In the vein of Eat, Pray, Love, but for teens, this inspirational novel is set against the backdrop of Tennessee horse country as well as the historic cities of Italy and the Italian countryside. The story unfolds as three teenage girls, recently graduated from high school, plan the next phase of their lives while dealing with immediate life issues. McDaniel subtly explores the many types of love the girls experience--including love for one's family, one's friends, and intimate love--and the sacrifices they choose to make (or not) for each of them.
Joan Didion explores an intensely personal yet universal experience: several days before Christmas 2003, John Gregory Dunne and Joan Didion saw their only daughter, Quintana, fall ill with what seemed at first flu, then pneumonia, then complete septic shock. She was put into an induced coma and placed on life support. Days later, the night before New Year's Eve, the Dunnes were just sitting down to dinner after visiting the hospital when John Gregory Dunne suffered a massive and fatal coronary. In a second, this close, symbiotic partnership of forty years was over. Four weeks later, their daughter pulled through. Two months after that, arriving at LAX, she collapsed and underwent six hours of brain surgery at UCLA Medical Center to relieve a massive hematoma. <P><P> This powerful book is Didion's attempt to make sense of the weeks and then months that cut loose any fixed idea she ever had about death, about illness, about marriage and children and memory, about the shallowness of sanity, about life itself. <P> Winner of the National Book Award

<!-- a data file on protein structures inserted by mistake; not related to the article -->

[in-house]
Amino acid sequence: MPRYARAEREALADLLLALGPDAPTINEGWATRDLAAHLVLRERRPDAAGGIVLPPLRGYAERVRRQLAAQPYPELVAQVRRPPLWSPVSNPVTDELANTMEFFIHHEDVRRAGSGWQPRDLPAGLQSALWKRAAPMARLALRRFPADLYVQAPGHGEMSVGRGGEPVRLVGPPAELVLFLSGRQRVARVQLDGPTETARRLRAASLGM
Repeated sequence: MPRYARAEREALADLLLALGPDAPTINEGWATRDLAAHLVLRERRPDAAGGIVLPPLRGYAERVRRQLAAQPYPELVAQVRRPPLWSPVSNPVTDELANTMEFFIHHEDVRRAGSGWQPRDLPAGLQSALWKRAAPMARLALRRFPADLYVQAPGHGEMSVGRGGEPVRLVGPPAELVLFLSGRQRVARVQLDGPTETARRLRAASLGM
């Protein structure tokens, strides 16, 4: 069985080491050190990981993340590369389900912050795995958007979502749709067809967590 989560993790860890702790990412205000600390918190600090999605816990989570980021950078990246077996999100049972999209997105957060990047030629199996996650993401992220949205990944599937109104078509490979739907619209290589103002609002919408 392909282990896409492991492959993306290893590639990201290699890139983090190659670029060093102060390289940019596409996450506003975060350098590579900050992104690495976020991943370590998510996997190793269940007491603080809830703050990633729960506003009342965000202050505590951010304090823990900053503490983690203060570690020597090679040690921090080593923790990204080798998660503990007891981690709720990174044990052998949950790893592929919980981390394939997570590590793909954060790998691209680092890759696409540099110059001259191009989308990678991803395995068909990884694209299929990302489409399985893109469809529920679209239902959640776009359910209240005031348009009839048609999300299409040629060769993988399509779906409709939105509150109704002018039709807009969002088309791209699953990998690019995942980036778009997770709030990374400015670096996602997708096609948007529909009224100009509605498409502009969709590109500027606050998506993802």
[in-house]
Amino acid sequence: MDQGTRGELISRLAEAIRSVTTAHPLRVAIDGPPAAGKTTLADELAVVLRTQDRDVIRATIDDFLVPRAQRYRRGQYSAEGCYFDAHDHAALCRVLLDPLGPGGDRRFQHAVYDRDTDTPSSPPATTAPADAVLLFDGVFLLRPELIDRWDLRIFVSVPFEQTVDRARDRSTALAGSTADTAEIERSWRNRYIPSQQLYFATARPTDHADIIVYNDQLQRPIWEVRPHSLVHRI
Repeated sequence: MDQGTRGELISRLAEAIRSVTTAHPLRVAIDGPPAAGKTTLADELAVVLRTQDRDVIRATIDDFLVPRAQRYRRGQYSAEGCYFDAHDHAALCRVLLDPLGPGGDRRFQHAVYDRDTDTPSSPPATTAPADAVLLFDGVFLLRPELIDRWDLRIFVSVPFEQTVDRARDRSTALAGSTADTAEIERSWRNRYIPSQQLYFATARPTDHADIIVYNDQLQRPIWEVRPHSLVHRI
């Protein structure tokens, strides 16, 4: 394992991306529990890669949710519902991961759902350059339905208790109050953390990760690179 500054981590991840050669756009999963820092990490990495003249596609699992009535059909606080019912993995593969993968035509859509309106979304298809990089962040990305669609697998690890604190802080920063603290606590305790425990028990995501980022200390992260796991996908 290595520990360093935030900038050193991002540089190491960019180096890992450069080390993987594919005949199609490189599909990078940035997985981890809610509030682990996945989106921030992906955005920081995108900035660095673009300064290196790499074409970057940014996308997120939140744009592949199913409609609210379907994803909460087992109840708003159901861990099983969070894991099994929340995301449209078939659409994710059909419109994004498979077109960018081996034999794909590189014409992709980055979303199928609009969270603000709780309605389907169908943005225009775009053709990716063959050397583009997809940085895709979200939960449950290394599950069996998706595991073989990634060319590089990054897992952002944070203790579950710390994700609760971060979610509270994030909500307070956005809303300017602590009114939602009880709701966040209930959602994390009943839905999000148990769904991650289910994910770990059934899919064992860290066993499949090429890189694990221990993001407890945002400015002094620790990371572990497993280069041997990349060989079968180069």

Marvellous Ways is eighty-nine years old and has lived alone in a remote Cornish creek for nearly all her life. Lately she's taken to spending her days sitting on a mooring stone by the river with a telescope. She's waiting for something - she's not sure what, but she'll know it when she sees it. Drake is a young soldier left reeling by the Second World War. When his promise to fulfil a dying man's last wish sees him wash up in Marvellous' creek, broken in body and spirit, the old woman comes to his aid. A Year of Marvellous Ways is a glorious, life-affirming story about the magic in everyday life and the pull of the sea, the healing powers of storytelling and sloe gin, love and death and how we carry on when grief comes snapping at our heels.